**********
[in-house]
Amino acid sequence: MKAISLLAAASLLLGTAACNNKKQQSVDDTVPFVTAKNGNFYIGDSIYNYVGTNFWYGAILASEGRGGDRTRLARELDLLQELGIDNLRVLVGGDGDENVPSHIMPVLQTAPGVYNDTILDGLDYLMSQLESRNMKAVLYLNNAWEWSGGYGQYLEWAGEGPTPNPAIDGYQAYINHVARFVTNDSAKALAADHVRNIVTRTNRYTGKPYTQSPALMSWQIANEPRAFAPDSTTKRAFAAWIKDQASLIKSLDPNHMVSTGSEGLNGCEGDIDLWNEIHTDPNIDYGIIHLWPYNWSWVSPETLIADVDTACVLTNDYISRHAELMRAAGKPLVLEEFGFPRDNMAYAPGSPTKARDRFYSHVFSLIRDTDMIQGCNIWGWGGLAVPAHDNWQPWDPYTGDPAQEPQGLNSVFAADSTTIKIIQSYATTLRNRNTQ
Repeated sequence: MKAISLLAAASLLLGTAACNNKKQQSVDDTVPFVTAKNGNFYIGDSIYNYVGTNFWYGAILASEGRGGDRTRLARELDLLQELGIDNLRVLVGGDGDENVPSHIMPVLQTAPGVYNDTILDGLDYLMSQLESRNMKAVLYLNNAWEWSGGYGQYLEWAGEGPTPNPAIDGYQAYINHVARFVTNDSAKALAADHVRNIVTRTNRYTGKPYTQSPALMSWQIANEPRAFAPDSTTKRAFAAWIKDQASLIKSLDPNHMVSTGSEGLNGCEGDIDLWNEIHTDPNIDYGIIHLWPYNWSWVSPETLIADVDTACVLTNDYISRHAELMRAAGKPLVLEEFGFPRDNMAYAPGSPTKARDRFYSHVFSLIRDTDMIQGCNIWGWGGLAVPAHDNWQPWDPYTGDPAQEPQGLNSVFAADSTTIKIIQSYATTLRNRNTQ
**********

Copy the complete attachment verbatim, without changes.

[in-house]
Amino acid sequence: MKAISLLAAASLLLGTAACNNKKQQSVDDTVPFVTAKNGNFYIGDSIYNYVGTNFWYGAILASEGRGGDRTRLARELDLLQELGIDNLRVLVGGDGDENVPSHIMPVLQTAPGVYNDTILDGLDYLMSQLESRNMKAVLYLNNAWEWSGGYGQYLEWAGEGPTPNPAIDGYQAYINHVARFVTNDSAKALAADHVRNIVTRTNRYTGKPYTQSPALMSWQIANEPRAFAPDSTTKRAFAAWIKDQASLIKSLDPNHMVSTGSEGLNGCEGDIDLWNEIHTDPNIDYGIIHLWPYNWSWVSPETLIADVDTACVLTNDYISRHAELMRAAGKPLVLEEFGFPRDNMAYAPGSPTKARDRFYSHVFSLIRDTDMIQGCNIWGWGGLAVPAHDNWQPWDPYTGDPAQEPQGLNSVFAADSTTIKIIQSYATTLRNRNTQ
Repeated sequence: MKAISLLAAASLLLGTAACNNKKQQSVDDTVPFVTAKNGNFYIGDSIYNYVGTNFWYGAILASEGRGGDRTRLARELDLLQELGIDNLRVLVGGDGDENVPSHIMPVLQTAPGVYNDTILDGLDYLMSQLESRNMKAVLYLNNAWEWSGGYGQYLEWAGEGPTPNPAIDGYQAYINHVARFVTNDSAKALAADHVRNIVTRTNRYTGKPYTQSPALMSWQIANEPRAFAPDSTTKRAFAAWIKDQASLIKSLDPNHMVSTGSEGLNGCEGDIDLWNEIHTDPNIDYGIIHLWPYNWSWVSPETLIADVDTACVLTNDYISRHAELMRAAGKPLVLEEFGFPRDNMAYAPGSPTKARDRFYSHVFSLIRDTDMIQGCNIWGWGGLAVPAHDNWQPWDPYTGDPAQEPQGLNSVFAADSTTIKIIQSYATTLRNRNTQ